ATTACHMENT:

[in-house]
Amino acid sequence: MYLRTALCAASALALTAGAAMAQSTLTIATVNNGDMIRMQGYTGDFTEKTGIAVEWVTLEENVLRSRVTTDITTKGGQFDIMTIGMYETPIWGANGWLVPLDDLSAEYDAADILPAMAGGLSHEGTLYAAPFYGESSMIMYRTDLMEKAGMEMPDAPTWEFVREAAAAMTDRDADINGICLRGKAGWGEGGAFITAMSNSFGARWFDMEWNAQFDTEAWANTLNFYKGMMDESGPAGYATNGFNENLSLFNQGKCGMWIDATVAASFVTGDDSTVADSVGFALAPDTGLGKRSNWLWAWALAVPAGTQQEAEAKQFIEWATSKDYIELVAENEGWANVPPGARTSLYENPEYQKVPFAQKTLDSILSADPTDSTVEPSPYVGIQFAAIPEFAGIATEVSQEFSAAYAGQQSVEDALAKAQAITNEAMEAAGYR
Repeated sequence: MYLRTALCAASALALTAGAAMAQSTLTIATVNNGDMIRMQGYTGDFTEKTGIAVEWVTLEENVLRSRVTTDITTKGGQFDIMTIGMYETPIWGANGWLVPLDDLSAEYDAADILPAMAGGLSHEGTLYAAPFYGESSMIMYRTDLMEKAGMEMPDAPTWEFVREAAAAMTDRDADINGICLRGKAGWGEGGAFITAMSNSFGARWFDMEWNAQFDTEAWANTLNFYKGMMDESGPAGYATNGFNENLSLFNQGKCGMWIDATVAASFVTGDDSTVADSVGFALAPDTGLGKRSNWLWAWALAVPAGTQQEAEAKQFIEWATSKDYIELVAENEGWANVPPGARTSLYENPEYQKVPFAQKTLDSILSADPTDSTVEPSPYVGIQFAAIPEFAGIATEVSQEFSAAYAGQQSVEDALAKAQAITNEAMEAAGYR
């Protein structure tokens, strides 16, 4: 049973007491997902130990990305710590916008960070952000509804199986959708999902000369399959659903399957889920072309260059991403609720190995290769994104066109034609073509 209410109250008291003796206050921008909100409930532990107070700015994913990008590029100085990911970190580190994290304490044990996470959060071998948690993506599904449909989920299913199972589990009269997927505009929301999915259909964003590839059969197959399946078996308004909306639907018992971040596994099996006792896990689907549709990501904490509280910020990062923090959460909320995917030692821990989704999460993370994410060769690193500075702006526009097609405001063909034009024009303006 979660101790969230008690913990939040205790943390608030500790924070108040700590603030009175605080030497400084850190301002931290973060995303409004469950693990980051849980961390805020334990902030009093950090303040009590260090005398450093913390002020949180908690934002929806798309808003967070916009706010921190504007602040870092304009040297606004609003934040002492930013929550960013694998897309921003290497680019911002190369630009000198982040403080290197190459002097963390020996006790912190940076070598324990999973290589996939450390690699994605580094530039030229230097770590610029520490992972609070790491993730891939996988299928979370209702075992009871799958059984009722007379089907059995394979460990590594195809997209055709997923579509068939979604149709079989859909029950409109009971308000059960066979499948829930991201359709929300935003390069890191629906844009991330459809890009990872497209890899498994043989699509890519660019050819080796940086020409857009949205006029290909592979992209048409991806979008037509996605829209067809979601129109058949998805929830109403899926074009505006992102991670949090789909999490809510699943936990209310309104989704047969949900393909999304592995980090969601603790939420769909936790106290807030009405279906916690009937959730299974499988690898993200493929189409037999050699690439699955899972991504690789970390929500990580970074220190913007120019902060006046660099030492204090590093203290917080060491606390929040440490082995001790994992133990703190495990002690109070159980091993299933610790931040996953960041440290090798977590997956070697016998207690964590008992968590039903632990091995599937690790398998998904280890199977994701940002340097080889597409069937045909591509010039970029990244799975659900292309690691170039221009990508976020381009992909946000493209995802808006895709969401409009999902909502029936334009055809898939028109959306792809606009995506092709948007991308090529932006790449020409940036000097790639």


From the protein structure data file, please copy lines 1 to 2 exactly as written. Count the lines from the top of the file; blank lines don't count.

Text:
[in-house]
Amino acid sequence: MYLRTALCAASALALTAGAAMAQSTLTIATVNNGDMIRMQGYTGDFTEKTGIAVEWVTLEENVLRSRVTTDITTKGGQFDIMTIGMYETPIWGANGWLVPLDDLSAEYDAADILPAMAGGLSHEGTLYAAPFYGESSMIMYRTDLMEKAGMEMPDAPTWEFVREAAAAMTDRDADINGICLRGKAGWGEGGAFITAMSNSFGARWFDMEWNAQFDTEAWANTLNFYKGMMDESGPAGYATNGFNENLSLFNQGKCGMWIDATVAASFVTGDDSTVADSVGFALAPDTGLGKRSNWLWAWALAVPAGTQQEAEAKQFIEWATSKDYIELVAENEGWANVPPGARTSLYENPEYQKVPFAQKTLDSILSADPTDSTVEPSPYVGIQFAAIPEFAGIATEVSQEFSAAYAGQQSVEDALAKAQAITNEAMEAAGYR